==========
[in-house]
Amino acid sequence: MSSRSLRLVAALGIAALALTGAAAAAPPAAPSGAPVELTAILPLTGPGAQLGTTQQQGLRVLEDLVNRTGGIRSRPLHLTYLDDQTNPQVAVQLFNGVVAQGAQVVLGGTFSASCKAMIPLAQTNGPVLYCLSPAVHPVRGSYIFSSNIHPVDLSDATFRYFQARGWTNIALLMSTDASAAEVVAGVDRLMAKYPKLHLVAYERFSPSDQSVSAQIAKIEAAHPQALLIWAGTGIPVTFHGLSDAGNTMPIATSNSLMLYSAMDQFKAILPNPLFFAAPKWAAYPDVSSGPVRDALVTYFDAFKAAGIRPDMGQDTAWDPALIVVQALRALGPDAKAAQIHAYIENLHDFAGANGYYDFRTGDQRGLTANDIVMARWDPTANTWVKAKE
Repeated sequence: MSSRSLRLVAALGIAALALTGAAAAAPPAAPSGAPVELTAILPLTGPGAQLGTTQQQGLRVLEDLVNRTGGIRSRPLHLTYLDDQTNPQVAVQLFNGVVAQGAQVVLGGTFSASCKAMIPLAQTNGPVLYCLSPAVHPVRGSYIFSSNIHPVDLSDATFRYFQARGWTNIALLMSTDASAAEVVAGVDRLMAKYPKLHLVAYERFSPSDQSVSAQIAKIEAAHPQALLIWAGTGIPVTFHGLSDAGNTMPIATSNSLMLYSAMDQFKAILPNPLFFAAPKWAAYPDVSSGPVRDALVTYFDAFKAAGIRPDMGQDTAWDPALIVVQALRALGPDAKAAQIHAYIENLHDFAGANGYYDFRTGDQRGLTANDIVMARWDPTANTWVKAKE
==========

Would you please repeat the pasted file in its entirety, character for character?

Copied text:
[in-house]
Amino acid sequence: MSSRSLRLVAALGIAALALTGAAAAAPPAAPSGAPVELTAILPLTGPGAQLGTTQQQGLRVLEDLVNRTGGIRSRPLHLTYLDDQTNPQVAVQLFNGVVAQGAQVVLGGTFSASCKAMIPLAQTNGPVLYCLSPAVHPVRGSYIFSSNIHPVDLSDATFRYFQARGWTNIALLMSTDASAAEVVAGVDRLMAKYPKLHLVAYERFSPSDQSVSAQIAKIEAAHPQALLIWAGTGIPVTFHGLSDAGNTMPIATSNSLMLYSAMDQFKAILPNPLFFAAPKWAAYPDVSSGPVRDALVTYFDAFKAAGIRPDMGQDTAWDPALIVVQALRALGPDAKAAQIHAYIENLHDFAGANGYYDFRTGDQRGLTANDIVMARWDPTANTWVKAKE
Repeated sequence: MSSRSLRLVAALGIAALALTGAAAAAPPAAPSGAPVELTAILPLTGPGAQLGTTQQQGLRVLEDLVNRTGGIRSRPLHLTYLDDQTNPQVAVQLFNGVVAQGAQVVLGGTFSASCKAMIPLAQTNGPVLYCLSPAVHPVRGSYIFSSNIHPVDLSDATFRYFQARGWTNIALLMSTDASAAEVVAGVDRLMAKYPKLHLVAYERFSPSDQSVSAQIAKIEAAHPQALLIWAGTGIPVTFHGLSDAGNTMPIATSNSLMLYSAMDQFKAILPNPLFFAAPKWAAYPDVSSGPVRDALVTYFDAFKAAGIRPDMGQDTAWDPALIVVQALRALGPDAKAAQIHAYIENLHDFAGANGYYDFRTGDQRGLTANDIVMARWDPTANTWVKAKE